Tuesday, October 27, 2009

At Crag Full of Dynamite with Dan

This Sunday Dan took some time out of his busy schedule and we went climbing. This was technically his second time climbing ever -- the first time was bouldering at Lizard's Mouth a couple months ago.

He'd picked up shoes before our last outing, and last week I'd outfitted him with a helmet and harness package. Hilariously, he was most excited about the chalk bag!

I threw the climbing gear into the back of the Porsche and we drove up Gibraltar road to West Camino Cielo and Crag Full of Dynamite. CFoD is where, just over a year ago, I'd done my very first lead, and it's an uncomplicated spot, with zero approach and routes whose top anchors you can see. However, I did not remember quite how crappy the rock was. In any case, I instructed Dan on the basics of lead and TR belaying, commands and all that good stuff, and then led "he who double-crosses me and leaves me alone, he knows nothing about Tuco, nothing", a 5.7. It was harder than I remembered, mostly because of rock quality. It seems the more experienced I get, the more perturbed I am by chossy rock. In any case, Dan jumped on it and did really really well. He had all the normal issues with not knowing how much to trust friction and how exactly to use the shoes, but he's got mad balance, and a clear head and he made it to the top. His Achilles tendons were bothering him at the end, but he totally escaped the standard beginner issue of over-gripping and pumping out. I then led up the Ecstasy of Gold, the 5.8 that's two routes to the left of Tuco, and Dan followed about half of it, with a harder start than I'd done. Pretty damnn good for a beginner.

We had a really good time. We were in the shade, and there was nobody there but us, and we took it really slow and easy. I only wish we'd taken pictures...

Tuesday, October 20, 2009

Replacing the harness, completing the rack & outfitting the man

This month has been one of climbing-related expenses, and it's a little scary how much money has gone into this.

After much hand-wringing I decided to replace my years-old Mammut harness with a BD Chaos. I tried it out at Owen's this weekend, and it's fantastic for sport climbing, but, obviously, the real test is going to be trad multipitch.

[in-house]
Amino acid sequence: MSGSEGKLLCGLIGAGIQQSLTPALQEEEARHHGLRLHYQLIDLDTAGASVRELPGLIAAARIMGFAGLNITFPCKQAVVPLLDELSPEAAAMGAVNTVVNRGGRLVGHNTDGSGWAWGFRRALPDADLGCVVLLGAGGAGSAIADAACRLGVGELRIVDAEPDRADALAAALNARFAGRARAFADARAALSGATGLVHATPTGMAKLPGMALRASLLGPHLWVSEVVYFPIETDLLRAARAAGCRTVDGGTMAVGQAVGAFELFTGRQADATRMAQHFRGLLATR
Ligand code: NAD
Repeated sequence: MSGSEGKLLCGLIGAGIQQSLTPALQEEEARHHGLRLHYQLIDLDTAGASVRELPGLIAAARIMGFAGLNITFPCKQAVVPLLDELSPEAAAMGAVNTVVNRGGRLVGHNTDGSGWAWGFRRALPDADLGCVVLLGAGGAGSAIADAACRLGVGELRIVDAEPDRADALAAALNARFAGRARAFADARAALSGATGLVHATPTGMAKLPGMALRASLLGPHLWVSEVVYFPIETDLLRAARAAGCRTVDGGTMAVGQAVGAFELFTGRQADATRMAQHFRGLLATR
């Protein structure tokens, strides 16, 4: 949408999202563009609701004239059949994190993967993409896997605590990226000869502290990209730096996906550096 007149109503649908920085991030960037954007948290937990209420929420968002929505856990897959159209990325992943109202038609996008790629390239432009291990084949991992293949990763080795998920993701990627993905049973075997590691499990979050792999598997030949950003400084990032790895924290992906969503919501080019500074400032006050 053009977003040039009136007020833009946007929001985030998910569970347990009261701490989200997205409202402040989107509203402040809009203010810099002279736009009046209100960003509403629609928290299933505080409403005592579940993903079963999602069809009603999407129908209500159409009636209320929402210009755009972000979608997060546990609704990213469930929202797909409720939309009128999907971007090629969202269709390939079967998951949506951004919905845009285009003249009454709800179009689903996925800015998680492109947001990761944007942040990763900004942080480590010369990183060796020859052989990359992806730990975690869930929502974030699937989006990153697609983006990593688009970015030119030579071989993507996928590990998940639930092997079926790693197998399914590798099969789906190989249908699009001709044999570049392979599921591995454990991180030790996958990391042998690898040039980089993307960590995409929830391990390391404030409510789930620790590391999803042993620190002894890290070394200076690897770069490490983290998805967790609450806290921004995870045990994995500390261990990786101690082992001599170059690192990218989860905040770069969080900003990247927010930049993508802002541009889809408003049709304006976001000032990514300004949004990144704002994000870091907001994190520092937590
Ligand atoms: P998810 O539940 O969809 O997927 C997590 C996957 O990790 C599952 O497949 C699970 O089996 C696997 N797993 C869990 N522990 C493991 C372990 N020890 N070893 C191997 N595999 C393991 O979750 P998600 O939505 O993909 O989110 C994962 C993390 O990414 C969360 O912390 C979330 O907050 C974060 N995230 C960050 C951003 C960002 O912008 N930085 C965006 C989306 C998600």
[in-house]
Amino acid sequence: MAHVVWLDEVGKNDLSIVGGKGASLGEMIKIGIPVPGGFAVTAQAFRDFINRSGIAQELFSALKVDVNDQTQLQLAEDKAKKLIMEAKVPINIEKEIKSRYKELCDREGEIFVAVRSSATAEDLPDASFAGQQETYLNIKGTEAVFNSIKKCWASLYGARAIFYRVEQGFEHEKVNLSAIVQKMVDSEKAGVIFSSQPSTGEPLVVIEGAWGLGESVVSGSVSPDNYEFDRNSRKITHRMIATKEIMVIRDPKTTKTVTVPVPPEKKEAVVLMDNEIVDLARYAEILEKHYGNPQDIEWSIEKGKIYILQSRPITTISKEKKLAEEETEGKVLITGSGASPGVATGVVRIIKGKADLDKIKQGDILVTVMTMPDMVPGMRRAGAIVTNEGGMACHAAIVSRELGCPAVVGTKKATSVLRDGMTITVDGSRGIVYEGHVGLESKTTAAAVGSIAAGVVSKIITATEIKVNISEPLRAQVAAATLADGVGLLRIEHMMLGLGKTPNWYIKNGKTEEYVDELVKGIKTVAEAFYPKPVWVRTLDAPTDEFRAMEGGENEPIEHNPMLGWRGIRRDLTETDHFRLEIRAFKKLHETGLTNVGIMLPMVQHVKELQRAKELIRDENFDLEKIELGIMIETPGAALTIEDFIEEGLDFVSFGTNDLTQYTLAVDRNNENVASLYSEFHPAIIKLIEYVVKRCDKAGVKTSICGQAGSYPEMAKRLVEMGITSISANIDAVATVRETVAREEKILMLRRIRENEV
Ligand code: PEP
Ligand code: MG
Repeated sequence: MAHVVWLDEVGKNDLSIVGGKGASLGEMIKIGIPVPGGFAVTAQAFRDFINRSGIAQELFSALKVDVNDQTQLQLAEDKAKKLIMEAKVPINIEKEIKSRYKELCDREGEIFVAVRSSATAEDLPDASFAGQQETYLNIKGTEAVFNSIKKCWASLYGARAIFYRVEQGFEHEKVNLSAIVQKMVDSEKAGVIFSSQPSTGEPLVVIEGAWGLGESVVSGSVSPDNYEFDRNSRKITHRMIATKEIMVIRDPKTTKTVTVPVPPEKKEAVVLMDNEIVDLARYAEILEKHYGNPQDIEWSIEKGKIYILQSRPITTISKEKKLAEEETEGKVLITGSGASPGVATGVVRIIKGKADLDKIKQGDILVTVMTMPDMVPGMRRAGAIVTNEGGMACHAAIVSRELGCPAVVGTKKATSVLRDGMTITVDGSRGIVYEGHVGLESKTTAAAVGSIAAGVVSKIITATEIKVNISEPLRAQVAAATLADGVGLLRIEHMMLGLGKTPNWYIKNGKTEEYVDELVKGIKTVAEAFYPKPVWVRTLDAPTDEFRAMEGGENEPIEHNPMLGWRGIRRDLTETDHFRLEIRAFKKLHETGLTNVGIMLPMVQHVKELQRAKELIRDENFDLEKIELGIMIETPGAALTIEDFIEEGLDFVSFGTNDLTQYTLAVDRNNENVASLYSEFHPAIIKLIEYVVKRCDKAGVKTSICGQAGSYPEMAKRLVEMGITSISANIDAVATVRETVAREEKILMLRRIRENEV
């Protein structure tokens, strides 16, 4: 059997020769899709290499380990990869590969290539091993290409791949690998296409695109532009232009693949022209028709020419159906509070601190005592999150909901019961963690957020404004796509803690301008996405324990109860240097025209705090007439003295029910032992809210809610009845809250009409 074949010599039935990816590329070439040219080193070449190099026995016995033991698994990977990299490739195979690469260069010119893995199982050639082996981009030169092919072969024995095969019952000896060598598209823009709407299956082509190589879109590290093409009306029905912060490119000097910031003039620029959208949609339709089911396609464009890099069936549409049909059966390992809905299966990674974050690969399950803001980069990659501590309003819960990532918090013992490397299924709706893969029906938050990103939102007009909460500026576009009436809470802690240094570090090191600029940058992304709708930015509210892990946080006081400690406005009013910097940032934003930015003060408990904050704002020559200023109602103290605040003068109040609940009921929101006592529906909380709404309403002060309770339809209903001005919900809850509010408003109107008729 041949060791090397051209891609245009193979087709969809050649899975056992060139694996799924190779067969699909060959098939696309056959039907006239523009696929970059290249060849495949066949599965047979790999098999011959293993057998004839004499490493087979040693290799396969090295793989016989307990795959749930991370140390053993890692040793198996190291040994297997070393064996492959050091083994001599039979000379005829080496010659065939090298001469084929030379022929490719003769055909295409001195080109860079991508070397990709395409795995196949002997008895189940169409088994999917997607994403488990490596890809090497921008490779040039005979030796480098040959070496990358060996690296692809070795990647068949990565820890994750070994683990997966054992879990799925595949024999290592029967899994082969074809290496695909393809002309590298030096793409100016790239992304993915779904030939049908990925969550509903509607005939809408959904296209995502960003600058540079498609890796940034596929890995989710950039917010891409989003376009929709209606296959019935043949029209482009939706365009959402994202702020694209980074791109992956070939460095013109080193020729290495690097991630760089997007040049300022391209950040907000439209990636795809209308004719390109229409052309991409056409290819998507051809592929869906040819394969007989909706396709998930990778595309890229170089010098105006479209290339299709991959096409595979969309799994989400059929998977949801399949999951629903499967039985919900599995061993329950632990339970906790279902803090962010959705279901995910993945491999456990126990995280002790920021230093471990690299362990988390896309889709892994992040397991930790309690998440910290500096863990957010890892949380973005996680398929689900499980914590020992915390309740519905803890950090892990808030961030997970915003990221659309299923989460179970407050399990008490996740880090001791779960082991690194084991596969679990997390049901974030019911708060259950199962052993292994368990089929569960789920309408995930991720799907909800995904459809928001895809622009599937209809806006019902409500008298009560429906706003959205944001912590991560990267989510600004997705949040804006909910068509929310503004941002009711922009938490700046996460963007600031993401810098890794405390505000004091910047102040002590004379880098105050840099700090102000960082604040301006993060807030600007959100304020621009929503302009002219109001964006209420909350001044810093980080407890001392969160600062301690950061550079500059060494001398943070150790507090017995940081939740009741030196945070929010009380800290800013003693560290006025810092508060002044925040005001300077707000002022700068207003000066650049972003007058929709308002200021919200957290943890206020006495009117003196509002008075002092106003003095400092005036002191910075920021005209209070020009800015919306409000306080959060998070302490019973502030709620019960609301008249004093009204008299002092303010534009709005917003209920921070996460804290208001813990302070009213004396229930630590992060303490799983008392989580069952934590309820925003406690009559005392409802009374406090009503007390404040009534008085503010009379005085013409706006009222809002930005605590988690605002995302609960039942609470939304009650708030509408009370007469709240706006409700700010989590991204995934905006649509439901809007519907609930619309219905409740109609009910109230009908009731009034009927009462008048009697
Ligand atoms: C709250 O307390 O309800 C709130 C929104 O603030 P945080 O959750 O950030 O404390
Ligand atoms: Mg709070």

I also decided it's time to start building a more respectable rack. Technically, I have everything I need: #1 and #2 C4 camalots, a series of 7 forged friends, a set of nuts and pink, red and brown tricams. But the forged friends are a bit ... shall we say antiquated? And until now I've been relying on Ben's gear to supplement my camalots, nuts and tricams. So it's time to replace the forged friends with something actually usable. To that end I've ordered camalot C4s in the #0.3-0.75 range. I'll need a #3 at some point, but for now I can use my largest friend for that.

Finally, I wanted to outfit Dan with rock climbing gear, so that he'd be able to belay me and follow on basic multi-pitch. So I got him a harness package and helmet. I'm super excited about teaching him!

Monday, October 19, 2009

Owen's River Gorge, version 2.0

I spent this Friday + weekend climbing at Owen's River Gorge with Ben. It was my first time back since last winter, so I was really looking forward to this visit. I've been training both endurance and strength in the gym, and climbing alongside some phenomenally stylish people, so I think my technique has improved a great deal, too. My objective this time around was to convince myself I'm a solid 5.9 sport leader, and maybe try to probe my limits on lead a little. I succeeded at the first, but not the second. Oh well, next time!

Here's my ticklist for this trip. Everything was onsight, on lead, casual, except the very last route on Sunday, which was clean on TR.

Friday: High Seas (7), Crowd Pleaser (8), Clip Jr (6), Welcome to the Gorge (9)
Saturday: Enter the dragon (8), China Doll (8), Heart of the Sun (9), Drill Sergeant (8)
Sunday: 5.8 not in my book, at Solarium between Sendero Luminoso and Menace II Society, Child of Light (9), Low Octane (9), High Octane (10d, TR)

Low and High Octane are variations on one 40-50 foot route, really, and they're a little obscure, so I want to call particular attention to them. They're at the Pit Stop area, in the Lower Gorge, at the top of a sand/scree slope. The sun never sees these problems, so they're good for hot days, and they see very little traffic. Being a no-chalk climber myself, I was especially excited to find these problems completely un-chalked, totally virginal. I led the 9, Low Octane, which is the variation on the right. It has some wonderful balance-y moves. Then we toproped the 10d, which is really a slightly longer boulder problem start, on the left. I think it's overrated as a 10d (indeed, the new edition of the guide may have re-rated it, I don't know for sure), since I wouldn't rate it more than a V2. In any case, I TRed it clean, and given that I was able to shake out at big juggy holds, I think I would have no problem leading it. So it can't be 10d. Either way, great problems, both of them, on great, un-slimed rock.

This weekend was a blast!